Learn more: 3 Reasons Your Cloud Offering Needs to “Shift Left” on Compliance

Mission-oriented risk management differs from corporate risk management programs.  While corporate risk management programs measure business risks against their impact to the bottom line, mission-focused organizations must also measure risk against achieving outcomes that benefit the public good.  Thus, FedRAMP requirements ensure that organizations who wish to serve Public Sector customers perform mission-oriented risk management (for example, RA-3 and CA-6).  Adopting the mission-first mindset ensures that private sector Cloud Service Providers serve as trusted partners for their Public Sector customers rather than coming to the table with different definitions of value. 

The success (or failure) of public-private partnerships like FedRAMP hinge entirely on establishing and maintaining trust.  Auditors cannot validate everything.  Great auditors may have a finely tuned B.S. detector, but even the best miss things from time to time, and not all auditors are great.   

Private sector companies must engage in good faith. Otherwise, their participation in FedRAMP is worse than pointless and actually hinders risk management efforts by wasting resources that would be better spent on actual security.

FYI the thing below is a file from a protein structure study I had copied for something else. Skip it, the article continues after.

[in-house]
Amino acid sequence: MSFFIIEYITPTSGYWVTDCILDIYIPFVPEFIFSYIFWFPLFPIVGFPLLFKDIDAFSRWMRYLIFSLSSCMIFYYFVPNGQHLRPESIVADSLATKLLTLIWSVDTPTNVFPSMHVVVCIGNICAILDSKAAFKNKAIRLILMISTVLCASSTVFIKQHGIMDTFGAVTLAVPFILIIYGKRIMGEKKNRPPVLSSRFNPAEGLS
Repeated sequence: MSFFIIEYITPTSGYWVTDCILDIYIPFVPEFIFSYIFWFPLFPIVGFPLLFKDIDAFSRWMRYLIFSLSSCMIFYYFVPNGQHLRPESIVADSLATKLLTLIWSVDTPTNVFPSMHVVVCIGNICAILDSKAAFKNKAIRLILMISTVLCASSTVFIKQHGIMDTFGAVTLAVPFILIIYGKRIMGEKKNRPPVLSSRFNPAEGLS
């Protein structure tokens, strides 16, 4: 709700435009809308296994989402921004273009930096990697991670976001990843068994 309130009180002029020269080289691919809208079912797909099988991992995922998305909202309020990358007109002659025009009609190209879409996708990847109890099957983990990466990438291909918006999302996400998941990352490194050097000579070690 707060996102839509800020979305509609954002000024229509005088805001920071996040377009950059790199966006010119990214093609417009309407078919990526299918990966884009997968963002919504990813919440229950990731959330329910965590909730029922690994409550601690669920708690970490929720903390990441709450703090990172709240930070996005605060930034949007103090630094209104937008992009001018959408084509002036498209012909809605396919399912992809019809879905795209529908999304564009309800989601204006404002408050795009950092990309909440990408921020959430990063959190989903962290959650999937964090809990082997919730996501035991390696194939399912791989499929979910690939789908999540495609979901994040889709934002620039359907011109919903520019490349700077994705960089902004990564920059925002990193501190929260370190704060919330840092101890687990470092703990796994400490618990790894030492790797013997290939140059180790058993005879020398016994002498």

By intentionally adopting a mission-oriented approach, organizations can establish lasting trust with their Public Sector customers and align with their missions, while simultaneously achieving business objectives.   

The following 5 recommendations provide organizations with concrete steps for establishing an operational model that prioritizes mission-oriented risk management: 

  1. Designate an executive officer to be directly accountable for system risk.  In FedRAMP terms, this is the System Owner that is identified by name in section 4 of the System Security Plan.  This individual must be accountable for risk management across all of the organizations Public Sector programs (see item #4).   
    Usually, but not always, this role aligns with the Chief Information Security Officer (CISO).  This is a challenging role because corporate executives also have a fiduciary duty to maximize value for shareholders.   
    As stated above however, the proposition to invest in entering the Public Sector market includes accepting a certain amount of initial financial risk, as the substantial cost of FedRAMP authorization may not be realized in revenue for at least a year or more.  Once this business decision is made, business risk and mission risk become synonymous.   
    And this is how it ought to be.  Ultimately, by helping the U.S. Public Sector achieve mission objectives the organization is creating value for the American public as well as their customers and their own organization; a win/win/win.   
  1. Price Public Sector-focused offerings separately (and differently) from commercial offerings.  Organizations are increasingly leveraging compliant offerings as part of a supply chain strategy for their own CMMC, CJIS, StateRAMP, TX-RAMP, DoD CC SRG, FISMA, PCI, HIPAA, and other regulatory requirements.  Potential customers within this ecosystem are willing to pay a premium to obtain the assurance that their vendor’s risk posture is adequate.